Under the regulations, refusing to submit to cross-examination includes not attending the hearing, attending but not testifying, or refusing to answer any relevant questions from the opposing advisor. The new regulations require a decision-maker to disregard a party or witness statements and/or testimony if that person refuses to submit to cross-examination, even if they answer all but one relevant cross-examination question. Therefore, under the new rules, if a party or witness disagrees with a relevance determination, that individual has the choice of either (1) abiding by the decision-maker's determination and answering the question or (2) refusing to answer the question and having all their testimony and any statements they made disregarded. (A party may be able to raise this matter later as a basis for appeal.) A decision-maker cannot draw an inference about the determination regarding responsibility based solely on the absence of a party or witness from the live hearing or refusal to submit to cross-examination or to answer some of the questions.

In excluding statements of individuals who do not submit to cross-examination, the regulations do not recognize any of the exceptions found in California's Evidence Code to the hearsay rule. This strict exclusion of all hearsay statements by witnesses who do not submit to cross-examination will be a departure from the manner in which schools and colleges in California conduct administrative hearings; generally, those hearings do not strictly follow the rules of evidence. For example, in administrative hearings in California community colleges, the trier of fact generally recognizes hearsay evidence as presenting a question of weight to evaluate. Under the Title IX regulations, there is no consideration for the reliability of the out-of-court statement of a witness who does not submit to cross-examination. Whether the statement is a business or official record or a confession or admission against interest, if a party or witness refuses or is unable to submit to cross-examination, the decision-maker cannot consider that person's statement, no exceptions.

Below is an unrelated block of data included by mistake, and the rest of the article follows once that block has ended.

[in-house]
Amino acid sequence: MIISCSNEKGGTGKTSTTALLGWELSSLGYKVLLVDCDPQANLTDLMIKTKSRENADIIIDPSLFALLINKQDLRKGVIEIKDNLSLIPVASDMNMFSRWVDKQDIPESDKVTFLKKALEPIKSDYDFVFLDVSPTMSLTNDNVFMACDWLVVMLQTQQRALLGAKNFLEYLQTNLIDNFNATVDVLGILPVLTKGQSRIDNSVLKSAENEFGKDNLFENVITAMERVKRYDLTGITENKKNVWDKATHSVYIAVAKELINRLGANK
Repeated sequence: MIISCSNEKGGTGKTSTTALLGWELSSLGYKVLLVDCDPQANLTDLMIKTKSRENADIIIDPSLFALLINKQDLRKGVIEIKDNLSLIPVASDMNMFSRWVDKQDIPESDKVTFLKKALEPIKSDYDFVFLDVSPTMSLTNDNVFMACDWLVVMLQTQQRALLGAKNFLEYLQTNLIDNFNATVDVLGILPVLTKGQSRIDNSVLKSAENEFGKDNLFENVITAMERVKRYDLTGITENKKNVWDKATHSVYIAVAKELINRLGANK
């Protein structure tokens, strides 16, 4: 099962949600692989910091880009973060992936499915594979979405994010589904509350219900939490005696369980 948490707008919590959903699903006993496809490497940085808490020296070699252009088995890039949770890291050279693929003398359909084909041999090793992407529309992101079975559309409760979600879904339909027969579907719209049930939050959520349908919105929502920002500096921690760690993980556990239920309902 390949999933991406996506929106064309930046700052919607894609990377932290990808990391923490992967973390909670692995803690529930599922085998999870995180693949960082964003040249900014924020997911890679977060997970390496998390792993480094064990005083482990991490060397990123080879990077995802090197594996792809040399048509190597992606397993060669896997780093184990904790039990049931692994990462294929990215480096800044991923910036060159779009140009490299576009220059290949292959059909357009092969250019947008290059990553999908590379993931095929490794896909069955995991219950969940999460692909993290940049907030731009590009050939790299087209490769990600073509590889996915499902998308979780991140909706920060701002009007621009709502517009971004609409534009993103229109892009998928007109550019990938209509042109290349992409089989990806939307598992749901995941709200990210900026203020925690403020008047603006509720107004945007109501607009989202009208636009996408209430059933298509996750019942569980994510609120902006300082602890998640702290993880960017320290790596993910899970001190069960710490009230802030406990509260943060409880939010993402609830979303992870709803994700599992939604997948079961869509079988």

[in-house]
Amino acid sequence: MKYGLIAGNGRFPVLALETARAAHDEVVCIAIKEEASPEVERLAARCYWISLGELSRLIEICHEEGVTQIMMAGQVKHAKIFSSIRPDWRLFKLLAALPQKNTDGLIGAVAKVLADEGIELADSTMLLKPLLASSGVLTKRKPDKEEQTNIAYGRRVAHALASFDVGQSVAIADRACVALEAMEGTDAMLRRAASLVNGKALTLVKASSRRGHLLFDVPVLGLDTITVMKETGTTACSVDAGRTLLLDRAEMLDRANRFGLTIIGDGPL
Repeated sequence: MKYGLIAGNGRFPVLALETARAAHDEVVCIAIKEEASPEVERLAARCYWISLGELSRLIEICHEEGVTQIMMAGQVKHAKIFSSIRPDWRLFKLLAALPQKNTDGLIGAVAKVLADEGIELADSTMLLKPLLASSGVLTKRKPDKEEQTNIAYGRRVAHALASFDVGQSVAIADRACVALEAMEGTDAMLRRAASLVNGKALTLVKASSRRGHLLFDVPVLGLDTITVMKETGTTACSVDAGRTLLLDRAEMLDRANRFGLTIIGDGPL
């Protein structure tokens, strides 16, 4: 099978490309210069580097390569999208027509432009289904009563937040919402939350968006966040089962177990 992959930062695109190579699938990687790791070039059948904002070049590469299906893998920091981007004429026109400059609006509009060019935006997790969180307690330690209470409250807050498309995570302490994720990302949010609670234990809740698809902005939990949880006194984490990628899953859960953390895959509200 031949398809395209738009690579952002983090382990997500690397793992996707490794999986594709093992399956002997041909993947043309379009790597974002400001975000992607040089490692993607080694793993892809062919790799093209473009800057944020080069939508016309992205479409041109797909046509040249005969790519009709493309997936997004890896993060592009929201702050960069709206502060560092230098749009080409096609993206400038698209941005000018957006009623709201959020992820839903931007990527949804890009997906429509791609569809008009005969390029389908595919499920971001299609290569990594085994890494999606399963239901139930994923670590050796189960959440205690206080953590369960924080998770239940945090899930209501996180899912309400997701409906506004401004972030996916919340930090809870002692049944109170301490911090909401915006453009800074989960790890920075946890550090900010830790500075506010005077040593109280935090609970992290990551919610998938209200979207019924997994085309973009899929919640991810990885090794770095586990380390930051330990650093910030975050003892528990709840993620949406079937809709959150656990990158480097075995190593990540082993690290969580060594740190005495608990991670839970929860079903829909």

The Institution Has the Burden of Proof and Burden of Gathering Evidence, But Its Role at the Hearing is to Appoint a Neutral Decision-Maker to Reach the Determination of Responsibility